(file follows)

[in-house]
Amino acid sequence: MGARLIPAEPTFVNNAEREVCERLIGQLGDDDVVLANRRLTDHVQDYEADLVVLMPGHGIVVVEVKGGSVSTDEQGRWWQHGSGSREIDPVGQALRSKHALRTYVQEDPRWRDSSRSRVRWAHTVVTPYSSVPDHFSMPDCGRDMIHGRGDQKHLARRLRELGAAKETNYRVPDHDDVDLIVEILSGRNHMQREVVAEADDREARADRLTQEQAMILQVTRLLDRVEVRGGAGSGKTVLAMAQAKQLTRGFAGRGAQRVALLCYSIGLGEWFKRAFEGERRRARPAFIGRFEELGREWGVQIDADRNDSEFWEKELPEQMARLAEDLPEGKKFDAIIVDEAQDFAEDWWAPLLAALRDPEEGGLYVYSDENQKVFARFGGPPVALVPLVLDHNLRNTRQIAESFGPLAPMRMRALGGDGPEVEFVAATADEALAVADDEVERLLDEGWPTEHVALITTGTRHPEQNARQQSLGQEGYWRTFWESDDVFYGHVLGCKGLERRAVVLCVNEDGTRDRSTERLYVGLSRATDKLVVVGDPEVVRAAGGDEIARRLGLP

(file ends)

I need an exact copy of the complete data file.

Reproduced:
[in-house]
Amino acid sequence: MGARLIPAEPTFVNNAEREVCERLIGQLGDDDVVLANRRLTDHVQDYEADLVVLMPGHGIVVVEVKGGSVSTDEQGRWWQHGSGSREIDPVGQALRSKHALRTYVQEDPRWRDSSRSRVRWAHTVVTPYSSVPDHFSMPDCGRDMIHGRGDQKHLARRLRELGAAKETNYRVPDHDDVDLIVEILSGRNHMQREVVAEADDREARADRLTQEQAMILQVTRLLDRVEVRGGAGSGKTVLAMAQAKQLTRGFAGRGAQRVALLCYSIGLGEWFKRAFEGERRRARPAFIGRFEELGREWGVQIDADRNDSEFWEKELPEQMARLAEDLPEGKKFDAIIVDEAQDFAEDWWAPLLAALRDPEEGGLYVYSDENQKVFARFGGPPVALVPLVLDHNLRNTRQIAESFGPLAPMRMRALGGDGPEVEFVAATADEALAVADDEVERLLDEGWPTEHVALITTGTRHPEQNARQQSLGQEGYWRTFWESDDVFYGHVLGCKGLERRAVVLCVNEDGTRDRSTERLYVGLSRATDKLVVVGDPEVVRAAGGDEIARRLGLP